Nine out of ten communication and public relations thesis discussions a couple of weeks ago at Lumsa University in Rome overtly abused the term ‘strategic’.
In a subsequent comment in Italian on the Ferpi website, I argued that this plague…was our fault -not the students’- and this because professional, teacher and scholarly mouths and minds (often the second only following the first…) are increasingly engulfed by ‘strategic’ stupidities…
It is as if we onanistically rewarded our own selves by repeating what we would like our interlocutors to use in reference to our thoughts or accomplishments…
How misleading, for clients and students and fellow professionals or educators!
Confident that nobody would have noticed my rant, I was mistaken….
Francesco Lurati, from the Institute for Corporate Communication of the University of Lugano, the principal responsible for the creation of Lugano’s world reputed MScom program, sent me an email attaching an essay he had recently written together with his colleague Martin Eppler in which (but lurati-eppler.pdfwell deserves to be read..) he writes that:
…corporate communication focuses on three main parameters– stakeholders’ expectations and cognitions and organizational identity – and operates within the strategic and the tactical domain. When it operates at the strategic level, corporate communication deals with the sustainability of corporate decisions in terms of communication – i.e. are strategic decisions in line with stakeholders’ expectations and cognitions and with organizational identity? When it operates at the tactical level, corporate communication is in charge of designing communication plans. These two domains have two distinct aims. The first is to contribute to the definition of corporate objectives, the second, to support the achievement of corporate objectives.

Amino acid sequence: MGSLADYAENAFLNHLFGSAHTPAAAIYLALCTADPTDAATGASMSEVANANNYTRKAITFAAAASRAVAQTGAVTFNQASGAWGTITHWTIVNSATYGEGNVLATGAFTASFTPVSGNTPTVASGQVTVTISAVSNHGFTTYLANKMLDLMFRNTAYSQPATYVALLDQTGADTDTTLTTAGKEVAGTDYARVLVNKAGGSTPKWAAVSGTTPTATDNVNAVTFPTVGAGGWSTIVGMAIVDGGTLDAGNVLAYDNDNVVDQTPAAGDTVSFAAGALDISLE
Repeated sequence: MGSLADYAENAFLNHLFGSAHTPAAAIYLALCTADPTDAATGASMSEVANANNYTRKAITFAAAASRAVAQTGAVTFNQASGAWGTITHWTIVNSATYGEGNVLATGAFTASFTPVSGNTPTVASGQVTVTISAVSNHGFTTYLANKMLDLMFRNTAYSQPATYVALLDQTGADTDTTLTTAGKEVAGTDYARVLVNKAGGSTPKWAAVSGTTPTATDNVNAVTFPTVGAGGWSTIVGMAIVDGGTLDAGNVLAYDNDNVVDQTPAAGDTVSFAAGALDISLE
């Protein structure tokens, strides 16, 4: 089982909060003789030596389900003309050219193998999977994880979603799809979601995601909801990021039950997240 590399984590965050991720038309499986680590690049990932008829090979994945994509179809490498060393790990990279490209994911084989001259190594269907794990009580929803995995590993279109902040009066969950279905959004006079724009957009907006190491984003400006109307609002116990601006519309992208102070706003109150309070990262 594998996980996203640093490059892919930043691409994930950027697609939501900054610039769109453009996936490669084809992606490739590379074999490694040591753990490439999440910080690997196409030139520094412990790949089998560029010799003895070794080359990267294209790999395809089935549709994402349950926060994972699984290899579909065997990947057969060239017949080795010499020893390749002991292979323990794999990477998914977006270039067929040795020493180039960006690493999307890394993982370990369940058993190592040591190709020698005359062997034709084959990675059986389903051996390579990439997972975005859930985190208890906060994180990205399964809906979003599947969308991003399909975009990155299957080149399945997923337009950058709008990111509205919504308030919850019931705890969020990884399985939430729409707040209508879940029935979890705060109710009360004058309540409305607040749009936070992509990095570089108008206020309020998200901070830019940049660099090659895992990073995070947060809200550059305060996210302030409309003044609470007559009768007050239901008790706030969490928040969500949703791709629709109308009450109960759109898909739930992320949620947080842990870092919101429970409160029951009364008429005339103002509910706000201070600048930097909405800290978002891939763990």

The strategic domain of corporate communication is the least known and practiced. It implies that corporate communication participates in the strategic conversations of the organization.
Traditionally, organizations decide what to do and where to go based on availability of resources such as human resources, financial resources, technological resources and market conditions. If a new strategy can rely on these resources, then it is considered sustainable. Today, organizations are increasingly required to make decisions which also consider public expectations and cognitions and the identity mix supporting the organization’s activities. In other words, the particular characteristics of these factors are considered additional corporate resources. If the objectives of a strategy do not meet stakeholders’ expectations, are not supported by the public’s image of the organization or are not in line with the organizational identity, they may not be achievable, in the same way strategy objectives can not be achievable if technological competencies are not available to the company…..
And now, a second surprise! As I was preparing to post this, one my favourite American columnists, William Safire, in the Agust 5 New York Times Sunday Magazine approaches a similar issue under the title ‘Strategist Rising’. Safire specifically refers to political communication and states that today the term ‘campaign manager’ is losing its puissance and whereas that of ‘strategist’ has gained much power.
Larry Sabato, professor of politics at the University of Virginia, tells Safire: Strategist is a grander title, conjuring up the image of Karl Rove, James Carville and other political Houdini’s… Advisers advise but strategists direct. The former have influence. But the latter have power.
We should be very careful and watch our language.
A highly relevant (strategic?…) indicator of credibility and trust. Opinions?